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5 key takeaways from The Consumer Goods Forum Global Summit

At The Consumer Goods Forum Global Summit, which reconvened in-person for the first time since 2019, Vincent Clerc, CEO of Ocean & Logistics at Maersk posed an interesting question to the audience: When it comes to disruption, is your business riding the wave or mapping the current?

As the world emerges from the COVID-19 pandemic – arguably one of the biggest waves many of us will face in our professional careers – we are now experiencing the undercurrents that will shape the industry for years to come. We see this in the form of an acceleration of digital among consumers, their demand for fast delivery options, and their growing desire to live healthier, more sustainable lives.

This year’s Global Summit brought together some of the industry’s leading voices to explore the waves and currents within the retail and CP sector and what brands can do to weather the metaphorical storm. Here we share some of the event’s biggest takeaways and what they mean for brands and retailers.

Sustainability must be collaborative, not competitive

The Consumer Goods Forum Global Summit was grounded in two broad and interconnected themes: sustainability and collaboration.

According to many of the presenters – from Coca-Cola Chairman and CEO James Quincey to Paschal Donohoe, Minister for Finance for Ireland and President of EuroGroup – it’s not enough for brands to embrace sustainable business practices or set carbon neutrality goals on an individual level. Rather, the industry must unite on a common mission and recognize the value of taking a cooperative and collective approach.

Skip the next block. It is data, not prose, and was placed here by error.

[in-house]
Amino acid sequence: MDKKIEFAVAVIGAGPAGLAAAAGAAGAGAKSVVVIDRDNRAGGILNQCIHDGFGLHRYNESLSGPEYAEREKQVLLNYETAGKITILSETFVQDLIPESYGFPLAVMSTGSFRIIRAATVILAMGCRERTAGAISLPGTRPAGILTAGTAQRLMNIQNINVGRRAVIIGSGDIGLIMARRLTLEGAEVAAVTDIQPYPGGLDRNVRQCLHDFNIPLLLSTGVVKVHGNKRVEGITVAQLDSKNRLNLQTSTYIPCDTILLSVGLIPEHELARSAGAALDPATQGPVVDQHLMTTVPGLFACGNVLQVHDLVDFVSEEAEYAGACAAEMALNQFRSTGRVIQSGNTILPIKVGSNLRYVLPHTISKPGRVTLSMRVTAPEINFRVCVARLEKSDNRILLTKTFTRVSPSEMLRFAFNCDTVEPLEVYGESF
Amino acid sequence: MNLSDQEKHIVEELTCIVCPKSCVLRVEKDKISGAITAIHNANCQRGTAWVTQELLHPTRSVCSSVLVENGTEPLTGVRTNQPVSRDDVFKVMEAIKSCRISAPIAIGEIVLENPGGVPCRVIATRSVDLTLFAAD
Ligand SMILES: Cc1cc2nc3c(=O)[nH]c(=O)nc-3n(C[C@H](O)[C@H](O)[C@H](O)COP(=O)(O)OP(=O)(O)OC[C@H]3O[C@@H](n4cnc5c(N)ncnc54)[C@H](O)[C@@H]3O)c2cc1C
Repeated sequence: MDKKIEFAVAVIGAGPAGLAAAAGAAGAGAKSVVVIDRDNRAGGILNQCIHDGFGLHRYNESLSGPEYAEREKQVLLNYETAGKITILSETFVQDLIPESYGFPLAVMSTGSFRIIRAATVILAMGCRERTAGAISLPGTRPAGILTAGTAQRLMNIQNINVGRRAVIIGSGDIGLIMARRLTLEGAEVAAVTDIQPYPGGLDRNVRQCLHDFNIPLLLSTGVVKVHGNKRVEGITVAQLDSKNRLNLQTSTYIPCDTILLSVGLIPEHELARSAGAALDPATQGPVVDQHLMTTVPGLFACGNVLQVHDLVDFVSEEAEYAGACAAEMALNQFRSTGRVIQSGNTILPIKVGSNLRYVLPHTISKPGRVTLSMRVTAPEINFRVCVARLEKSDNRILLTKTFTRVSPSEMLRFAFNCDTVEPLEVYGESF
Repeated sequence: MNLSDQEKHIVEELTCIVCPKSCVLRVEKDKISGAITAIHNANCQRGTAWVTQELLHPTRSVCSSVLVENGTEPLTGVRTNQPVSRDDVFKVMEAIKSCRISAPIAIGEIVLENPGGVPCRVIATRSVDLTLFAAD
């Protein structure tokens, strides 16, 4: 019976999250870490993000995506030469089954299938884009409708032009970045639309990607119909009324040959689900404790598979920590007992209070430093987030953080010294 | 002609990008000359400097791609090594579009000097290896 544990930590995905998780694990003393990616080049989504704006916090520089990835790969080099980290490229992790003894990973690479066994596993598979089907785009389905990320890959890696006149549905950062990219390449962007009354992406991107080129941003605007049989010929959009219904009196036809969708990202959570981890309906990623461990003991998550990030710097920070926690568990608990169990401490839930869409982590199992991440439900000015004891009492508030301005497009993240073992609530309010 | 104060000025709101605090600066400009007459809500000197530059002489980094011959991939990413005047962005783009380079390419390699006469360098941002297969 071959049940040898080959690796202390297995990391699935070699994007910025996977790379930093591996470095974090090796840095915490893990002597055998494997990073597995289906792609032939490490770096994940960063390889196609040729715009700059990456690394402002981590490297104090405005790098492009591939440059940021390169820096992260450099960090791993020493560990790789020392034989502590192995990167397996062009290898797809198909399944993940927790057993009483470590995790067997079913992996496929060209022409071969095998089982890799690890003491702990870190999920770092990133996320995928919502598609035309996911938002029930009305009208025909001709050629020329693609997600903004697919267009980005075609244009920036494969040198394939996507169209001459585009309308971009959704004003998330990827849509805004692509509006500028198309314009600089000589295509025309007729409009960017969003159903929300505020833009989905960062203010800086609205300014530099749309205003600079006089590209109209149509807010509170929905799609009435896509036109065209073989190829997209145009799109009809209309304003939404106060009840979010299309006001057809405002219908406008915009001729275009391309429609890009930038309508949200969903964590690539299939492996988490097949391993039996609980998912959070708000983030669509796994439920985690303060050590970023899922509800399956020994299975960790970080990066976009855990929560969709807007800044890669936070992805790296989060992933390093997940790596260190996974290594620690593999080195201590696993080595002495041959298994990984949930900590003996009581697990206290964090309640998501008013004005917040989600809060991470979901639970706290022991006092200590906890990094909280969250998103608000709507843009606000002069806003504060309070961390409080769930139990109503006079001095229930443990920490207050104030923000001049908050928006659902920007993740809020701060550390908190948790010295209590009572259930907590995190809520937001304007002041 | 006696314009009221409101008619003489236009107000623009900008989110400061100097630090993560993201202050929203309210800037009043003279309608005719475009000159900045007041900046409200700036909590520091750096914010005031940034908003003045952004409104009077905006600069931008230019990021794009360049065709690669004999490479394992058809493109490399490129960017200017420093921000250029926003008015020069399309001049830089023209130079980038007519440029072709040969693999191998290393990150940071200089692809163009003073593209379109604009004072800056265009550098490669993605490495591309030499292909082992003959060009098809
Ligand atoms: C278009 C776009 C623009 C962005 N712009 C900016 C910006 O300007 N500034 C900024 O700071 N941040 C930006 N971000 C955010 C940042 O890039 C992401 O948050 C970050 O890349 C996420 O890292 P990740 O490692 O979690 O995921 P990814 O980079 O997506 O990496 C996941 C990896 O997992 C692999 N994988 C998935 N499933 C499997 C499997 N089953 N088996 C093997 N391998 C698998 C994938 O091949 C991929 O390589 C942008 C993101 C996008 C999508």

Put another way, if sustainability is an industry imperative, then collaboration is a force multiplier. To that end, many of the sessions, events and networking hours focused on building connections that would help the industry reach its collective sustainability goals, faster.

Consumers expect brands and retailers to play a role in creating a healthier, more sustainable world

One of the uniting factors of this year’s summit was the idea that brands bear some responsibility in helping consumers live healthier and more sustainable lives. In practice that means making healthy, environment-friendly products more accessible and affordable.

Our most recent retail and consumer product research, What Matters to Today’s Consumer, echoes this sentiment, with 7 in 10 consumers indicating they plan to be more vigilant of their personal health post-pandemic and 6 in 10 saying sustainability will be even more important when deciding where to shop and what brands and products to buy in the future.

But as many summit speakers pointed out, people can’t make real, lasting change alone. Brands must commit to making sustainable, responsible products. Retailers need to stock those products. Both need to educate people, through digital technology, in-store events, and other awareness campaigns, about the wide range of benefits of those products, for people and the planet.

Improving resiliency is at the top of every agenda

There is no question that today’s landscape is extremely challenging. Companies continue to grapple with the effects of COVID-19, while also weathering disruption from global conflict, a looming financial crisis, and the ongoing issue of climate change.